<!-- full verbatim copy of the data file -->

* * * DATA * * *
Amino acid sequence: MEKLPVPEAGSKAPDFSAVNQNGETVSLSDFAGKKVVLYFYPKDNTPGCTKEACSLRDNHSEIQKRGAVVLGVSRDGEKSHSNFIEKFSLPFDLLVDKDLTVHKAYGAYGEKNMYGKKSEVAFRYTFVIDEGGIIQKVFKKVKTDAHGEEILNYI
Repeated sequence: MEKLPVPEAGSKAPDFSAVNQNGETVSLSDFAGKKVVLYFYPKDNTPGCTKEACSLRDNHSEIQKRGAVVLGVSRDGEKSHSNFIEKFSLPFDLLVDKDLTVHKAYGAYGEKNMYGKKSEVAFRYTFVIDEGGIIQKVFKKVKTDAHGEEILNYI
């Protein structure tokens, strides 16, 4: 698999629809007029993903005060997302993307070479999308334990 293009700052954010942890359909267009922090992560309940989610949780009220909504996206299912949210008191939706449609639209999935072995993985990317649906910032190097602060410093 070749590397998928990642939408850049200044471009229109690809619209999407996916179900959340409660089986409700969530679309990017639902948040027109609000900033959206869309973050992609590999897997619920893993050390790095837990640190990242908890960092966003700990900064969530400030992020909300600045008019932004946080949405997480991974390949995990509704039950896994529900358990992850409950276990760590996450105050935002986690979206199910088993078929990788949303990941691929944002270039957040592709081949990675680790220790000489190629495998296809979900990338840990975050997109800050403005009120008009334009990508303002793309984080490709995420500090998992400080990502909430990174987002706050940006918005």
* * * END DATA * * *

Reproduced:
Amino acid sequence: MEKLPVPEAGSKAPDFSAVNQNGETVSLSDFAGKKVVLYFYPKDNTPGCTKEACSLRDNHSEIQKRGAVVLGVSRDGEKSHSNFIEKFSLPFDLLVDKDLTVHKAYGAYGEKNMYGKKSEVAFRYTFVIDEGGIIQKVFKKVKTDAHGEEILNYI
Repeated sequence: MEKLPVPEAGSKAPDFSAVNQNGETVSLSDFAGKKVVLYFYPKDNTPGCTKEACSLRDNHSEIQKRGAVVLGVSRDGEKSHSNFIEKFSLPFDLLVDKDLTVHKAYGAYGEKNMYGKKSEVAFRYTFVIDEGGIIQKVFKKVKTDAHGEEILNYI
């Protein structure tokens, strides 16, 4: 698999629809007029993903005060997302993307070479999308334990 293009700052954010942890359909267009922090992560309940989610949780009220909504996206299912949210008191939706449609639209999935072995993985990317649906910032190097602060410093 070749590397998928990642939408850049200044471009229109690809619209999407996916179900959340409660089986409700969530679309990017639902948040027109609000900033959206869309973050992609590999897997619920893993050390790095837990640190990242908890960092966003700990900064969530400030992020909300600045008019932004946080949405997480991974390949995990509704039950896994529900358990992850409950276990760590996450105050935002986690979206199910088993078929990788949303990941691929944002270039957040592709081949990675680790220790000489190629495998296809979900990338840990975050997109800050403005009120008009334009990508303002793309984080490709995420500090998992400080990502909430990174987002706050940006918005």